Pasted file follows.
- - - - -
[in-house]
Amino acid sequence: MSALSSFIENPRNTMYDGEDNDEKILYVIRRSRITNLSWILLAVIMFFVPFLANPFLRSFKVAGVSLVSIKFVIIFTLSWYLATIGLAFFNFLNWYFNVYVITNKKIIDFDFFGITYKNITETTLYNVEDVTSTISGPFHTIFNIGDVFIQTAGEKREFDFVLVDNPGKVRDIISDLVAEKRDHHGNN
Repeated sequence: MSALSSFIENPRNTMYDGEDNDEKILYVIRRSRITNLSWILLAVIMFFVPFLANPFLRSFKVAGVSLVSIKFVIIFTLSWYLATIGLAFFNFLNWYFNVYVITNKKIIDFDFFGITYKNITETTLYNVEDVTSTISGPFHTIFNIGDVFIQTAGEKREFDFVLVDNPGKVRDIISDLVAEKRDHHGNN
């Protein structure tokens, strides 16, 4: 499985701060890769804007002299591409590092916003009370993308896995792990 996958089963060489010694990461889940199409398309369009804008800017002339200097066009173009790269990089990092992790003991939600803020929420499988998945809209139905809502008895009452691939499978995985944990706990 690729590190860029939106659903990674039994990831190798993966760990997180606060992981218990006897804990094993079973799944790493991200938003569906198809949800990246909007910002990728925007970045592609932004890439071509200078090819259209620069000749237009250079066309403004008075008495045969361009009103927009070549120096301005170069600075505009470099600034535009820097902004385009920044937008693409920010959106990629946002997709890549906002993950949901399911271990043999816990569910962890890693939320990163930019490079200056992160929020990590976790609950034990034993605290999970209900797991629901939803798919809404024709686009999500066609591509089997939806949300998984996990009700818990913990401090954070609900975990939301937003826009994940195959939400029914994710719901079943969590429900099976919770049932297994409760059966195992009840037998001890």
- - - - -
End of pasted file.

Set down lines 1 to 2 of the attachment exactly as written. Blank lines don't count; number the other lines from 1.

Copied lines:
[in-house]
Amino acid sequence: MSALSSFIENPRNTMYDGEDNDEKILYVIRRSRITNLSWILLAVIMFFVPFLANPFLRSFKVAGVSLVSIKFVIIFTLSWYLATIGLAFFNFLNWYFNVYVITNKKIIDFDFFGITYKNITETTLYNVEDVTSTISGPFHTIFNIGDVFIQTAGEKREFDFVLVDNPGKVRDIISDLVAEKRDHHGNN